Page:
Glyoxylyl Chloride p-Toluenesulfonylhydrazone1

[14661-69-9]  · C9H10ClN2O3S  · Glyoxylyl Chloride p-Toluenesulfonylhydrazone  · (MW 261.73)

(synthesis of a-diazo esters and amides2)

Physical Data: mp 103-110 °C (dec).

Solubility: sol methylene chloride, chloroform, THF, and warm benzene.

Preparative Methods: not commercially available; however, it can be prepared readily by the reaction of p-Toluenesulfonylhydrazide and Glyoxylic Acid.2

Handling, Storage, and Precautions: anhydrous conditions are required; it is advisable to prepare the reagent freshly prior to use.

Introduction.

Glyoxylyl chloride p-toluenesulfonylhydrazone (1) is a versatile reagent for the synthesis of diazoacetyl esters and amides, which upon heating in the presence of a metal catalysts or irradiation generate reactive carbene intermediates.1 Compound (1) undergoes reaction with alcohols to give the corresponding a-diazoacetyl esters under mild basic conditions. Typically, 2 equiv of Triethylamine are used in this reaction (eq 1). However, sulfinate species have been reported to contaminate the product.1b Corey and Meyers have shown that the formation of this undesired byproduct can be largely circumvented by the use of N,N-dimethylaniline instead of Et3N (eq 2).1b

The existing alternative preparative methods for the a-diazo esters, such as diazotization of glycine esters,3 pyrolysis of N-acyl-N-nitrosoglycine esters,4 base-catalyzed cleavage of a-diazo-b-ketoacetates,5 reactions of alkoxycarbonylmethylenephosphoranes with arenesulfonyl azides,6 or acid-catalyzed decomposition of acetic esters with aryltriazene substituents,7 all suffer from the disadvantage of being multistep synthetic procedures, and that at times harsh conditions (high temperature, strong acid or base) must be employed.

Intramolecular Cyclopropanation.

The resultant a-diazoacetyl ester from the reaction of (1) and an unsaturated alcohol undergoes cyclization in the presence of transition metals to give cyclopropyl derivatives (eqs 3, 4); the reaction proceeds via an intermediary carbene species.1 Owing to the geometric constraints of the intramolecular cyclopropanation, the substituents and the product acquire all-cis configurations.2 This is in contrast to the bimolecular cyclopropanation, which is unable to achieve sterochemical control, resulting in mixtures of products.

C-H and C-C Carbene Insertion Reactions.

Intramolecular carbene insertion at an unactivated bridgehead site is reported from an a-diazoacetyl ester precursor (eq 5).8

Decomposition of 6-(a-diazoacetamide)penicillanate in the presence of copper(II) or rhodium(II) in refluxing benzene resulted in the formation of a cycloheptatriene moiety (eq 6).9

Photoaffinity Labels.

As an application of the carbene insertion reaction in structural studies of macrobiomolecules, radioactively labeled a-diazo esters have been used as photoaffinity labels.10 Such esters are designed to bind specific targetted biological receptors (e.g. enzymes, membrane receptor proteins, nucleic acids, etc.). Photolysis of the complex generates the high-energy carbene species that inserts into C-H or X-H (X = a hetero atom) bonds in the receptor molecule readily at ambient temperature. In the absence of a facile insertion reaction, the resultant unquenched carbene may undergo Wolff rearrangement, thereby wasting a percentage of the reactive species for photoaffinity labeling.11 The structures of a number of such biologically active molecules are shown in (2)-(9); these molecules are prepared typically by the reaction of reagent (1) with the corresponding alcohols in moderate to good yields.10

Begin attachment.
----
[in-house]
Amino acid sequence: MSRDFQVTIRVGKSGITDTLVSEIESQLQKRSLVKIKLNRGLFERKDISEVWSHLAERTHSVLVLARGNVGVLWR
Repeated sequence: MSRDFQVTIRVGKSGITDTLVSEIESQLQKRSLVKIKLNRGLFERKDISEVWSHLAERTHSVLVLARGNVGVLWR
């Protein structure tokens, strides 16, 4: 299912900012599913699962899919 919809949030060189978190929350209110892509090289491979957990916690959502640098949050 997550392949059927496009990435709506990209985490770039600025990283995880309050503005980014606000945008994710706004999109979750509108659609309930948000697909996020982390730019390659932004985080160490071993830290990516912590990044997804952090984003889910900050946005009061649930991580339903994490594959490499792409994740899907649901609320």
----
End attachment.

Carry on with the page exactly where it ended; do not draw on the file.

1. (a) House H. O.; Blankley, C. J. JOC 1968, 33, 53. (b) Corey, E. J.; Myers, A. G. TL 1984, 25, 3559; Corey, E. J.; Myers, A. G. JACS 1985, 107, 5574. (c) Ramaiah, M.; Nagabhushan, T. L. SC 1986, 16, 1049. (d) Clive, D. L. J.; Daigneault, S. CC 1989, 332; Clive, D. L. J.; Daigneault, S. JOC 1991, 56, 3801. (e) Deshmukh, A. R. A. S.; Bhawal, B. M.; Panse, D. G.; Kulkarni, G. H. OPP 1989, 21, 509. (f) Blankley, C. J.; Sauter, F. J.; House, H. O. OSC 1973, 5, 258.
2. (a) Martin, S. F.; Austin, R. E.; Oalmann, C. J. TL 1990, 4731. (b) Martin, S. F.; Austin, R. E.; Oalmann, C. J.; Baker, W. R.; Condon, S. L.; DeLara, E.; Rosenberg, S. H.; Spina, K. P.; Stein, H. H.; Cohn, J.; Kleinert, H. D. JMC 1992, 35, 1710. (c) Martin, S. F.; Oalmann, C. J.; Liras, S. TL 1992, 6727.
3. (a) Womack, E. B.; Nelson, A. B. OSC 1955, 3, 392. (b) Searle, N. E., OSC 1963, 4, 424.
4. White, E. H.; Baumgarten, R. J. JOC 1964, 29, 2070.
5. (a) Regitz, M. CB 1965, 98, 1210; (b) Regitz, M.; Menz, F.; Ruter, J. TL 1967, 739.
6. Harvey, G. JOC 1966, 31, 1587,
7. Baumgarten, R. J. JOC 1967, 32, 484.
8. Cane, D. E.; Thomas, P. J. JACS 1984, 106, 5295. Mori, K.; Tsuji, M. T 1988, 44, 2835.
9. Mak, C. P.; Baumann, K.; Mayerl, F.; Mayerl, C.; Fliri, H. H 1982, 19, 1647.
10. Terasawa, T.; Ikekawa, N.; Marisaki, M. CPB 1986, 34, 931. Middlemas, D. S.; Raftery, M. A. B 1987, 26, 1219. Terasawa, T.; Ikekawa, N.; Morisaki, M. CPB 1986, 34, 935. Kline, T. B.; Nelson, D. L.; Namboodiri, K. JMC 1990, 33, 950. Sen, R.; Singh, A. K.; Balogh-Nair, V.; Nakanishi, K. T 1984, 40, 493. Prestwich, G. D.; Golec, F. A.; Andersen, N. H. J. Label. Comp. Radiopharm. 1984, 21, 593. Prestwich, G. D.; Singh, A. K.; Carvalho, J. F.; Koeppe, J. K.; Kovalick, G. E. T 1984, 40, 529. Ujváry, I.; Eng, W.; Prestwich, G. D. J. Label. Comp. Radiopharm. 1989, 28, 65.
11. Keilbaugh, S. A.; Thornton, E. R. JACS 1983, 105, 3283.

Ioannis Grapsas & Shahriar Mobashery

Wayne State University, Detroit, MI, USA



Copyright 1995-2000 by John Wiley & Sons, Ltd. All rights reserved.